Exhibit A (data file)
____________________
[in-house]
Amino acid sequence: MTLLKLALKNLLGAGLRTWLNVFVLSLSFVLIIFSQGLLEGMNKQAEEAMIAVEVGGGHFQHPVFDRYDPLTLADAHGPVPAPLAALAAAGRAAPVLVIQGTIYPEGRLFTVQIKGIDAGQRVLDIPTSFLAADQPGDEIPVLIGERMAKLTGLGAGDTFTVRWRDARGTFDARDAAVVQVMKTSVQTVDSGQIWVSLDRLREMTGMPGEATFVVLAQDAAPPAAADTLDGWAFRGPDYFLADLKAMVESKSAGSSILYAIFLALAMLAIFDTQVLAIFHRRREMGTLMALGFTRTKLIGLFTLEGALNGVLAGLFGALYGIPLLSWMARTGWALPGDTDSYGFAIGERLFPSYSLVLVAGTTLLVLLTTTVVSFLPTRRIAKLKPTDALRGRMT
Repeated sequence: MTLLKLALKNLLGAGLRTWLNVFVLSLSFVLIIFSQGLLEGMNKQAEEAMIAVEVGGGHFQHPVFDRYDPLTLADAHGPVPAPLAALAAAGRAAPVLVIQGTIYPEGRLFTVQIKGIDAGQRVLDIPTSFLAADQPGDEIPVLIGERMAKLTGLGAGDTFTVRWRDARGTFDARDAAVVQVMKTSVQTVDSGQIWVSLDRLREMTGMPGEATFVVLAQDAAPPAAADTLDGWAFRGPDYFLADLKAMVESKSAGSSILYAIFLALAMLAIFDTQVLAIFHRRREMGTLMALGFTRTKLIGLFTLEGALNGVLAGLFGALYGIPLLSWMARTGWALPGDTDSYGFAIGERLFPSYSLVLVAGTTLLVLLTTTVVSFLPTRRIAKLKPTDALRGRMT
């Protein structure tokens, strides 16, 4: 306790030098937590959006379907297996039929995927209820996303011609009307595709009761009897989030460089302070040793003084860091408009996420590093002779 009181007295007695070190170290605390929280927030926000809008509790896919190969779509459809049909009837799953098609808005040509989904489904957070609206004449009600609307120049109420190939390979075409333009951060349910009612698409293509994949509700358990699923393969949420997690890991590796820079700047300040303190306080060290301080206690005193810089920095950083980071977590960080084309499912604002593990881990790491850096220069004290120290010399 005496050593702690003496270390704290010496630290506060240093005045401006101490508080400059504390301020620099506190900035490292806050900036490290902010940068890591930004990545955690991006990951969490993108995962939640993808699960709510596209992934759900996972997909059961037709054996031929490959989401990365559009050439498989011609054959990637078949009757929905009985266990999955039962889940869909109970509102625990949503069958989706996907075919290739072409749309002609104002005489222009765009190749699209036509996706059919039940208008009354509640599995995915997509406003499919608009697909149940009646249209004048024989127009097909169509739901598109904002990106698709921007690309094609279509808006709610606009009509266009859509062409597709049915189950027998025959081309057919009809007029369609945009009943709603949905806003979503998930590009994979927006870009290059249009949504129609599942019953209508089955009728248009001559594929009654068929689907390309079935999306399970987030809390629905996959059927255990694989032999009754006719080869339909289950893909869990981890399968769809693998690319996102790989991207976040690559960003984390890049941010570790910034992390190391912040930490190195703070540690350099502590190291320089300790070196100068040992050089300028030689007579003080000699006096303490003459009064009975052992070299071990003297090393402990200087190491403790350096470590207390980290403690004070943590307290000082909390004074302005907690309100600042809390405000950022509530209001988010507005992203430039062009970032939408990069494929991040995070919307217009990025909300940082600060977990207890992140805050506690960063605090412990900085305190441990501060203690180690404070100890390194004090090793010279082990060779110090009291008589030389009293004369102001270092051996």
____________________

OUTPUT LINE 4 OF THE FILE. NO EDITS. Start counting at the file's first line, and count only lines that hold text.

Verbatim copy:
């Protein structure tokens, strides 16, 4: 306790030098937590959006379907297996039929995927209820996303011609009307595709009761009897989030460089302070040793003084860091408009996420590093002779 009181007295007695070190170290605390929280927030926000809008509790896919190969779509459809049909009837799953098609808005040509989904489904957070609206004449009600609307120049109420190939390979075409333009951060349910009612698409293509994949509700358990699923393969949420997690890991590796820079700047300040303190306080060290301080206690005193810089920095950083980071977590960080084309499912604002593990881990790491850096220069004290120290010399 005496050593702690003496270390704290010496630290506060240093005045401006101490508080400059504390301020620099506190900035490292806050900036490290902010940068890591930004990545955690991006990951969490993108995962939640993808699960709510596209992934759900996972997909059961037709054996031929490959989401990365559009050439498989011609054959990637078949009757929905009985266990999955039962889940869909109970509102625990949503069958989706996907075919290739072409749309002609104002005489222009765009190749699209036509996706059919039940208008009354509640599995995915997509406003499919608009697909149940009646249209004048024989127009097909169509739901598109904002990106698709921007690309094609279509808006709610606009009509266009859509062409597709049915189950027998025959081309057919009809007029369609945009009943709603949905806003979503998930590009994979927006870009290059249009949504129609599942019953209508089955009728248009001559594929009654068929689907390309079935999306399970987030809390629905996959059927255990694989032999009754006719080869339909289950893909869990981890399968769809693998690319996102790989991207976040690559960003984390890049941010570790910034992390190391912040930490190195703070540690350099502590190291320089300790070196100068040992050089300028030689007579003080000699006096303490003459009064009975052992070299071990003297090393402990200087190491403790350096470590207390980290403690004070943590307290000082909390004074302005907690309100600042809390405000950022509530209001988010507005992203430039062009970032939408990069494929991040995070919307217009990025909300940082600060977990207890992140805050506690960063605090412990900085305190441990501060203690180690404070100890390194004090090793010279082990060779110090009291008589030389009293004369102001270092051996």